Quick Hits: Statins and Muscle Pains, Medical Errors

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The link between statins and muscle pains reported by people taking them will be analyzed in a major new trial led by the London School of Hygiene & Tropical Medicine. The Statin WISE trial, which started last month, involve 200 participants who have recently either stopped taking statins due to less severe muscle pains, or discussed such symptoms with their doctor. After taking either a statin or placebo for 2 months, the patients will use a purpose-built smartphone app or paper diary to record their symptoms. The researchers will use this information to assess whether statins are, in fact, directly causing muscle pain or other side effects in patients. Via Drug Discovery & Development. Posted May 4, 2016.

Medical errors are now the 3rd leading cause of death in the U.S. Analyzing medical death rate data over an 8-year period, Johns Hopkins University patient safety experts have calculated that more than 250,000 deaths per year are due to medical errors. Using hospital admission rates from 2013, researchers found that out of 35,416,020 hospitalizations, 251,454 deaths stemmed from a medical error, which the researchers say now translates to 9.5% of all deaths each year in the U.S. Via Science Daily. Posted May 4, 2016.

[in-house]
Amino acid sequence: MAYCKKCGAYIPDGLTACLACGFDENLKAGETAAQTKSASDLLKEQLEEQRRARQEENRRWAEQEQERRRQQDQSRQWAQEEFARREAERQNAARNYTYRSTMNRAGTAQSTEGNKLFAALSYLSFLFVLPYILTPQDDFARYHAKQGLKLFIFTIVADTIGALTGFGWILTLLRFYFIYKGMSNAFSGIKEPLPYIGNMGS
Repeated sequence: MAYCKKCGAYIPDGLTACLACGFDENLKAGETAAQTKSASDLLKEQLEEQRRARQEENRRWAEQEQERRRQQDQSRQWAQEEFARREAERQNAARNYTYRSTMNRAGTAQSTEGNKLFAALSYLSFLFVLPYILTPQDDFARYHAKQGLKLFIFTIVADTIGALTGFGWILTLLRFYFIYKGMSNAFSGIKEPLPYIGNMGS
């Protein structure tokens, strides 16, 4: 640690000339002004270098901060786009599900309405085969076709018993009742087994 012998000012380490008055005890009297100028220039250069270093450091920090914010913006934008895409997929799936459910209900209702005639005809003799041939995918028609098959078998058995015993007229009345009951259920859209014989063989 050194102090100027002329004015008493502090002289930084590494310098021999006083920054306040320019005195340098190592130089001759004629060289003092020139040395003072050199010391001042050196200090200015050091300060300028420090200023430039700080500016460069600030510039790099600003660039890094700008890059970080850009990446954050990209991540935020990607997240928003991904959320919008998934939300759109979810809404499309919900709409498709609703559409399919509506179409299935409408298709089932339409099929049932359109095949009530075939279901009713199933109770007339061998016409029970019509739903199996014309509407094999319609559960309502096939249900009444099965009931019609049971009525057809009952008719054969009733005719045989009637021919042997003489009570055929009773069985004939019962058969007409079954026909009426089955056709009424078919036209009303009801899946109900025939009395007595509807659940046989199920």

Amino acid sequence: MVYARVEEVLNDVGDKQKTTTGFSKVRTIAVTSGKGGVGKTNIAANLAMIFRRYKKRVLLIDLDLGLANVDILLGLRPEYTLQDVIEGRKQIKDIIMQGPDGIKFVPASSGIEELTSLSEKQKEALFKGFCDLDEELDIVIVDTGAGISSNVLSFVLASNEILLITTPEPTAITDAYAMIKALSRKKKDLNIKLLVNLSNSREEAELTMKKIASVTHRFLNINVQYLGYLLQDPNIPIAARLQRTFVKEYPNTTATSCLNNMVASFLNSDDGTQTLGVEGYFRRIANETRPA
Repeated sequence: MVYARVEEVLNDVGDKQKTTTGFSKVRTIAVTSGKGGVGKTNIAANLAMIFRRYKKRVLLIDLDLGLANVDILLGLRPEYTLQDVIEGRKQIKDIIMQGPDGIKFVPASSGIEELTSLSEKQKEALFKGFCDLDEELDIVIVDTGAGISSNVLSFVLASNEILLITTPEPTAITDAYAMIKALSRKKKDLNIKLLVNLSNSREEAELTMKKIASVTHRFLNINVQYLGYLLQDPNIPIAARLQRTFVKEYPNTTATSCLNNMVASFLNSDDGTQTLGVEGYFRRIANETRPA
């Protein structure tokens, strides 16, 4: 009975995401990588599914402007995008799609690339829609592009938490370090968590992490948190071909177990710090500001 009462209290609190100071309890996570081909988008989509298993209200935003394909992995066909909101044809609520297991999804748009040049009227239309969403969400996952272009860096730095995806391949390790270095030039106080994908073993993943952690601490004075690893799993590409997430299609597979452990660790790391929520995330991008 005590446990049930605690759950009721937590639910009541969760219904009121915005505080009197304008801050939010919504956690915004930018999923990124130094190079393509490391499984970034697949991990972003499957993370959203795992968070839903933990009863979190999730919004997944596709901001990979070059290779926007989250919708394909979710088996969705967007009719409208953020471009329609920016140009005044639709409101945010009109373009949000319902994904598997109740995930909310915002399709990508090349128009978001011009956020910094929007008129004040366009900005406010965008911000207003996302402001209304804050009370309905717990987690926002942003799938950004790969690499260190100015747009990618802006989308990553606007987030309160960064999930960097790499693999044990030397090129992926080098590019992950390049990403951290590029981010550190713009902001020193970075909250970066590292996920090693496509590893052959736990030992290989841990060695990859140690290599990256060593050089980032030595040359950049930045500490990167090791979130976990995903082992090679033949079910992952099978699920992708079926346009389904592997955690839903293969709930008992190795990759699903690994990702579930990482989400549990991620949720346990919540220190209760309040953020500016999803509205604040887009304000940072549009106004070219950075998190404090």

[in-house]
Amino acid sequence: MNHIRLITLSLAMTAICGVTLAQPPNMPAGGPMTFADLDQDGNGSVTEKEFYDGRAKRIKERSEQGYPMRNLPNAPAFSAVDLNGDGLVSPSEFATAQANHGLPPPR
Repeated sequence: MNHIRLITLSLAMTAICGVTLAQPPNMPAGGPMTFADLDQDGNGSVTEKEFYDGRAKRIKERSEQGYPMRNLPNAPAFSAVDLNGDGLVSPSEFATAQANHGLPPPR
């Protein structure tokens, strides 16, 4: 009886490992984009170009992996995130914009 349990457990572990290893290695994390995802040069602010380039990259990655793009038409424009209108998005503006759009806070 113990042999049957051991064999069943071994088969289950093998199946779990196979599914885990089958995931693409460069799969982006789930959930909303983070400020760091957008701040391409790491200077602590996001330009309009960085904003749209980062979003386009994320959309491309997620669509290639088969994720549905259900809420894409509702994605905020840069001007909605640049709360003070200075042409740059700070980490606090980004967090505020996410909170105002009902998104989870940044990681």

The FDA has approved the first generic version of the statin Crestor (rosuvastatin). A blockbuster drug for AstraZeneca that had over $5 billion in sales last year, Crestor is the last branded statin to go generic. The drug is approved in combination with diet to lower high triglycerides, high LDL cholesterol and hypercholesterolemia. The most common side effects reported by participants taking Crestor in clinical trials included headache, pain in muscles (myalgia), abdominal pain, abnormal weakness (asthenia), and nausea. Via FDA. Posted April 29, 2016.

Lesbian, gay, bisexual and transgender (LGBT) young adults are twice as likely to smoke cigarettes as heterosexual adults of the same age, and the FDA hopes its new $35.7 million “This Free Life” campaign can change that. A series of videos feature LGBT youth telling their stories and experiences of coming out, facing criticism, being misunderstood and finding community: “This new life, free from judgment, free from the shadows, will also be free from tobacco,” one video says. Of the more than 2 million LGBT young adults in the U.S., more than 800,000 smoke. Via USA Today. Posted May 2, 2016.